After graduating with her undergraduate degree, Geng Xue studied video production in Germany in 2013 before returning to complete her MFA at the prestigious Central Academy of Fine Arts in Beijing. She uses techniques of stop-motion animation to bring her porcelain world to life, creating ambiguous narratives that are both beautiful and disturbing. In addition to her porcelain sculptures, the exhibition at Vermilion is a welcome opportunity to see the videos for which she has become internationally admired, including Mr Sea, previously shown at White Rabbit Gallery; The Poetry of Michelangelo, also shown at White Rabbit and at the 21st Biennale of Sydney in 2018; and The Name of Gold, shown at the 57th Venice Biennale in 2019. In their different ways, each explores the often-traumatic relationships between humans, and between human beings and the world/s they have created. Geng is interested in power dynamics, in how humans self-sabotage and seek wealth or control rather than happiness; her work presents us with poetic visual metaphors that unfold to create multiple associations and interpretations. A series of mixed media paintings shown together with the video and porcelain works provides new insights into her working process, illuminating the spooky, fairy-tale atmosphere she created in the animation of Mr Sea.
A favourite of mine that I first encountered in an exhibition in Shanghai in 2015, Mr Sea was inspired by a tale from Pu Songling’s Liaozhai Zhiyi (translated as ‘Strange Stories from a Chinese Studio’)2., an extraordinary seventeenth-century collection of fables featuring ghosts, goblins, fox spirits and snake demons among its cast of characters. It’s a violent and erotic tale of a hapless scholar who, marooned on a deserted island, encounters a beautiful girl who is not quite who she appears to be. In Mr Sea, her protagonists—jointed porcelain puppets with blank faces—move through a magical landscape of shifting light and coral-like clattering tree branches. The erotic encounter between the two characters is punctuated by the chiming sounds of porcelain hands touching porcelain bodies. The violent and bloody denouement features the terrifying Mr Sea, a segmented snake demon. Mr Sea is a visual delight; the moody lighting renders its pearlescent porcelain surfaces almost liquid at times. It is as if everything is happening underwater, or in a dream. In my earlier interview with Geng Xue in Beijing, I had asked why she chose this ancient allegory of doomed love. “I think that what you desire and what you fear are just the same, and the things you desire can even destroy you,” she said.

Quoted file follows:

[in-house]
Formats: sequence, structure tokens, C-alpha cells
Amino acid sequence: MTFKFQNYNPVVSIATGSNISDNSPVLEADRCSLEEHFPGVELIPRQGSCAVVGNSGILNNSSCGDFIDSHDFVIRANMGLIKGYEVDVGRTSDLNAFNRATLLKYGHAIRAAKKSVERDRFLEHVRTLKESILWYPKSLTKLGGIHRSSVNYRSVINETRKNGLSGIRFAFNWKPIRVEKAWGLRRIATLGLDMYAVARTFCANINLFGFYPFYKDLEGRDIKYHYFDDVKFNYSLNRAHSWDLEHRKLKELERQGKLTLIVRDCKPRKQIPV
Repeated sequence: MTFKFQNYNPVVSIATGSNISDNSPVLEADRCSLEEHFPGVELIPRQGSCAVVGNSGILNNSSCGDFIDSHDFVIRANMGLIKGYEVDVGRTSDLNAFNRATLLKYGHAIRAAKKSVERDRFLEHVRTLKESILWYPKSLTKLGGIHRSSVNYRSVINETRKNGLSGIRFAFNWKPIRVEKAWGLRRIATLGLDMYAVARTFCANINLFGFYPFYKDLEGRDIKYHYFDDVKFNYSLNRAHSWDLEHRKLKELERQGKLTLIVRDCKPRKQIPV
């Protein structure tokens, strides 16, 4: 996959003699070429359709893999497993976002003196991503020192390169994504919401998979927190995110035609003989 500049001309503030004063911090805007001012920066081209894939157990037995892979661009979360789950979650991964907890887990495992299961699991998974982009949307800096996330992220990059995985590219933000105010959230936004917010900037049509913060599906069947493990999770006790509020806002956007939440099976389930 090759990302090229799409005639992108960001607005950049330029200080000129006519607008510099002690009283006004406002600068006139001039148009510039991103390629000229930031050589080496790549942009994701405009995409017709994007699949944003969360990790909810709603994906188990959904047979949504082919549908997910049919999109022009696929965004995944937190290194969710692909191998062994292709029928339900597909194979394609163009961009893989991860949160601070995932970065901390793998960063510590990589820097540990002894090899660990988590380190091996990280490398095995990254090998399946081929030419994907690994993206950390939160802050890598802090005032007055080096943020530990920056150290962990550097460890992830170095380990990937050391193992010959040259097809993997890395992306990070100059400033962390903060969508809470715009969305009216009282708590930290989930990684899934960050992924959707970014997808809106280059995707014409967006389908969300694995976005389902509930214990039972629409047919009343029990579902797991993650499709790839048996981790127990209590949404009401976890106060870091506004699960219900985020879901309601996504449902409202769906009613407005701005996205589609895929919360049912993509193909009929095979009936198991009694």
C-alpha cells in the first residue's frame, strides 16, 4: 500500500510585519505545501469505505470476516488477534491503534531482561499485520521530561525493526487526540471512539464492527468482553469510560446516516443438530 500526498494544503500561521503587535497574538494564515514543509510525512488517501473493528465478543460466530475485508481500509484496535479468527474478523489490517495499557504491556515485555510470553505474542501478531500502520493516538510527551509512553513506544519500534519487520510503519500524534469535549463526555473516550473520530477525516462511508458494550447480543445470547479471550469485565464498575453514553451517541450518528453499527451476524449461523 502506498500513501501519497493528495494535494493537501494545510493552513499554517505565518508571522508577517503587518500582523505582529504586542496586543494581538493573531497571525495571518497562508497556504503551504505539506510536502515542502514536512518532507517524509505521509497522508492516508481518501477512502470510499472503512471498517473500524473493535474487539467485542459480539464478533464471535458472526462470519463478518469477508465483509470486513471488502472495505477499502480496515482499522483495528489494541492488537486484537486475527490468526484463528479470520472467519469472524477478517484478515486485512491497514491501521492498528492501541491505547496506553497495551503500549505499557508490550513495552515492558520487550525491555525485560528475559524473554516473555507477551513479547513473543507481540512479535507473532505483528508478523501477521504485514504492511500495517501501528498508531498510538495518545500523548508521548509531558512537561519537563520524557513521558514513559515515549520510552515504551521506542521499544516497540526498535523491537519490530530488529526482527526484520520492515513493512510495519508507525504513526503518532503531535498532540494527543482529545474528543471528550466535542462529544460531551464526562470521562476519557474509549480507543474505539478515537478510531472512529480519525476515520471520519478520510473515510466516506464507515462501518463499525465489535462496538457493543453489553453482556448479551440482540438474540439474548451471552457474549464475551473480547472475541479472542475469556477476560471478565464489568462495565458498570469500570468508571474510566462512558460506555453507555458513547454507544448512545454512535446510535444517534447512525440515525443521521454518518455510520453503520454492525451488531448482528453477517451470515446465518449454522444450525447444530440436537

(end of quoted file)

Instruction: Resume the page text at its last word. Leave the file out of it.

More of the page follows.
Geng Xue’s works mix humour and tragedy, fantasy and reality, tradition and contemporaneity. Intriguing and unsettling, they require us to reconsider those almost-clichéd traditions of blue and white porcelain in a new light, seeing it anew as a medium capable of exploring contemporary ideas about our dreams and desires, our capacity for self-delusion and our very human fallibility.”